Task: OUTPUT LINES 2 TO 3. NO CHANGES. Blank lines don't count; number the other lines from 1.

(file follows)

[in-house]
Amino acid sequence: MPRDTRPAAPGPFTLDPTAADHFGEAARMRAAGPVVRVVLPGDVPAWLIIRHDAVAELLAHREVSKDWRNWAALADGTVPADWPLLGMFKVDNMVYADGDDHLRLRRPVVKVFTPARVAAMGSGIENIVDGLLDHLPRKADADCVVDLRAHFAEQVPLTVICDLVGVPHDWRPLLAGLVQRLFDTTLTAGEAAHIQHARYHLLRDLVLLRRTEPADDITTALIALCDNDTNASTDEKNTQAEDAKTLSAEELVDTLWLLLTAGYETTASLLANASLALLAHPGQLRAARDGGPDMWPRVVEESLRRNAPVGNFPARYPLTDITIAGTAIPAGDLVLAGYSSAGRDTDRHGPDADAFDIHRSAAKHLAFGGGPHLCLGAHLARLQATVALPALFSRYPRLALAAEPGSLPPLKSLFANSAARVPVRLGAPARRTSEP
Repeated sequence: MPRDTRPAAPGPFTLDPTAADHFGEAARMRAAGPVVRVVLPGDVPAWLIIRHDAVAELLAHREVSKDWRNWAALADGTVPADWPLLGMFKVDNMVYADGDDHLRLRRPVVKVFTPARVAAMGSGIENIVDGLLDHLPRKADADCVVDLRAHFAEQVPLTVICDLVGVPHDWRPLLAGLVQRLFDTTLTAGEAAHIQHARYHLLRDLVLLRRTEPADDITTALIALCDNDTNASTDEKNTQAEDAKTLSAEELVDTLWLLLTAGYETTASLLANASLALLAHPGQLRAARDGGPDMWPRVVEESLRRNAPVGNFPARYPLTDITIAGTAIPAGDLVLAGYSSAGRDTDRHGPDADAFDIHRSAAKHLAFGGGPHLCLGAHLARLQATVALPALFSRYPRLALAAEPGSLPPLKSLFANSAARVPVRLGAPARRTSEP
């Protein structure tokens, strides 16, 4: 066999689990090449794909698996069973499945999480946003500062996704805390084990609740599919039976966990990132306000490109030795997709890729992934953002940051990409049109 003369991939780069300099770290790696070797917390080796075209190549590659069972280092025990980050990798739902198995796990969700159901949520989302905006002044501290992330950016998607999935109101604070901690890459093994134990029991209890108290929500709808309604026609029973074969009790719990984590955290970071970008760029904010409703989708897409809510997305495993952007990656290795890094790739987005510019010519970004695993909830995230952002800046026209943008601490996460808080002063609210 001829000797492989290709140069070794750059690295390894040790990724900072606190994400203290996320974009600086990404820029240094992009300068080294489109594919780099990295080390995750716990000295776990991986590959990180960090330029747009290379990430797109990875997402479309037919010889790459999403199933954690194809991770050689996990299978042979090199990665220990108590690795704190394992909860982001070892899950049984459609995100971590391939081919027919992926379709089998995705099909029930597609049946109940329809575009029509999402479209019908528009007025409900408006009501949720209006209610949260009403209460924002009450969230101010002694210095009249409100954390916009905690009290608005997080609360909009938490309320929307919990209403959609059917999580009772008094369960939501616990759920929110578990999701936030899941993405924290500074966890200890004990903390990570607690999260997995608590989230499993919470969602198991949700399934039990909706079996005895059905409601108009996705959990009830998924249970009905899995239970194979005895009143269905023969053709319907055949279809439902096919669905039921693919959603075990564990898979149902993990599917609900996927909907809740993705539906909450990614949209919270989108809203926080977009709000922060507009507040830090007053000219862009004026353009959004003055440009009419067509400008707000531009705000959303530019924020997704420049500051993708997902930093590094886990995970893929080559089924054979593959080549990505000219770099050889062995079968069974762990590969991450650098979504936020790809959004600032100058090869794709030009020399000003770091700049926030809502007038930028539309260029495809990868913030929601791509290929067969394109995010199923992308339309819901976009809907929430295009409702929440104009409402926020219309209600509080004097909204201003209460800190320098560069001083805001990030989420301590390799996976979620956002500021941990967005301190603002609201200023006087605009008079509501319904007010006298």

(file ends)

Amino acid sequence: MPRDTRPAAPGPFTLDPTAADHFGEAARMRAAGPVVRVVLPGDVPAWLIIRHDAVAELLAHREVSKDWRNWAALADGTVPADWPLLGMFKVDNMVYADGDDHLRLRRPVVKVFTPARVAAMGSGIENIVDGLLDHLPRKADADCVVDLRAHFAEQVPLTVICDLVGVPHDWRPLLAGLVQRLFDTTLTAGEAAHIQHARYHLLRDLVLLRRTEPADDITTALIALCDNDTNASTDEKNTQAEDAKTLSAEELVDTLWLLLTAGYETTASLLANASLALLAHPGQLRAARDGGPDMWPRVVEESLRRNAPVGNFPARYPLTDITIAGTAIPAGDLVLAGYSSAGRDTDRHGPDADAFDIHRSAAKHLAFGGGPHLCLGAHLARLQATVALPALFSRYPRLALAAEPGSLPPLKSLFANSAARVPVRLGAPARRTSEP
Repeated sequence: MPRDTRPAAPGPFTLDPTAADHFGEAARMRAAGPVVRVVLPGDVPAWLIIRHDAVAELLAHREVSKDWRNWAALADGTVPADWPLLGMFKVDNMVYADGDDHLRLRRPVVKVFTPARVAAMGSGIENIVDGLLDHLPRKADADCVVDLRAHFAEQVPLTVICDLVGVPHDWRPLLAGLVQRLFDTTLTAGEAAHIQHARYHLLRDLVLLRRTEPADDITTALIALCDNDTNASTDEKNTQAEDAKTLSAEELVDTLWLLLTAGYETTASLLANASLALLAHPGQLRAARDGGPDMWPRVVEESLRRNAPVGNFPARYPLTDITIAGTAIPAGDLVLAGYSSAGRDTDRHGPDADAFDIHRSAAKHLAFGGGPHLCLGAHLARLQATVALPALFSRYPRLALAAEPGSLPPLKSLFANSAARVPVRLGAPARRTSEP